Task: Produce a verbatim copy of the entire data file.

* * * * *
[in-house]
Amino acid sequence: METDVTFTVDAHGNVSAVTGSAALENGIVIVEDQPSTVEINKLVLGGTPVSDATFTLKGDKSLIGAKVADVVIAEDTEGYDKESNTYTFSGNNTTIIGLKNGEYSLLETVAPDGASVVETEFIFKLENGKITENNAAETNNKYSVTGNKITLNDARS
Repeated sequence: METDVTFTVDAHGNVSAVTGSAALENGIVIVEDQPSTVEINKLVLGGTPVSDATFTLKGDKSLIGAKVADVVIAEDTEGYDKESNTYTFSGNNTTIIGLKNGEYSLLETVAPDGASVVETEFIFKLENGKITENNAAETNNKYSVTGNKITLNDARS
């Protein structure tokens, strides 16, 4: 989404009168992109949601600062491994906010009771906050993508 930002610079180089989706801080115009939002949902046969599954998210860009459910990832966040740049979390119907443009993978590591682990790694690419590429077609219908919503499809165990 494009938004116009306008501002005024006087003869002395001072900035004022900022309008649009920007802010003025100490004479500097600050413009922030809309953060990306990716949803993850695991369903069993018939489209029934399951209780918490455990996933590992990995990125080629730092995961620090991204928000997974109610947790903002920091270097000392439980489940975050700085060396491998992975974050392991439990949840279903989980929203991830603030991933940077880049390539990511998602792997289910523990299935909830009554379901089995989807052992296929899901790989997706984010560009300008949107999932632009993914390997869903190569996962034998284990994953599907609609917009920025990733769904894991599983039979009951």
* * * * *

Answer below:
[in-house]
Amino acid sequence: METDVTFTVDAHGNVSAVTGSAALENGIVIVEDQPSTVEINKLVLGGTPVSDATFTLKGDKSLIGAKVADVVIAEDTEGYDKESNTYTFSGNNTTIIGLKNGEYSLLETVAPDGASVVETEFIFKLENGKITENNAAETNNKYSVTGNKITLNDARS
Repeated sequence: METDVTFTVDAHGNVSAVTGSAALENGIVIVEDQPSTVEINKLVLGGTPVSDATFTLKGDKSLIGAKVADVVIAEDTEGYDKESNTYTFSGNNTTIIGLKNGEYSLLETVAPDGASVVETEFIFKLENGKITENNAAETNNKYSVTGNKITLNDARS
């Protein structure tokens, strides 16, 4: 989404009168992109949601600062491994906010009771906050993508 930002610079180089989706801080115009939002949902046969599954998210860009459910990832966040740049979390119907443009993978590591682990790694690419590429077609219908919503499809165990 494009938004116009306008501002005024006087003869002395001072900035004022900022309008649009920007802010003025100490004479500097600050413009922030809309953060990306990716949803993850695991369903069993018939489209029934399951209780918490455990996933590992990995990125080629730092995961620090991204928000997974109610947790903002920091270097000392439980489940975050700085060396491998992975974050392991439990949840279903989980929203991830603030991933940077880049390539990511998602792997289910523990299935909830009554379901089995989807052992296929899901790989997706984010560009300008949107999932632009993914390997869903190569996962034998284990994953599907609609917009920025990733769904894991599983039979009951």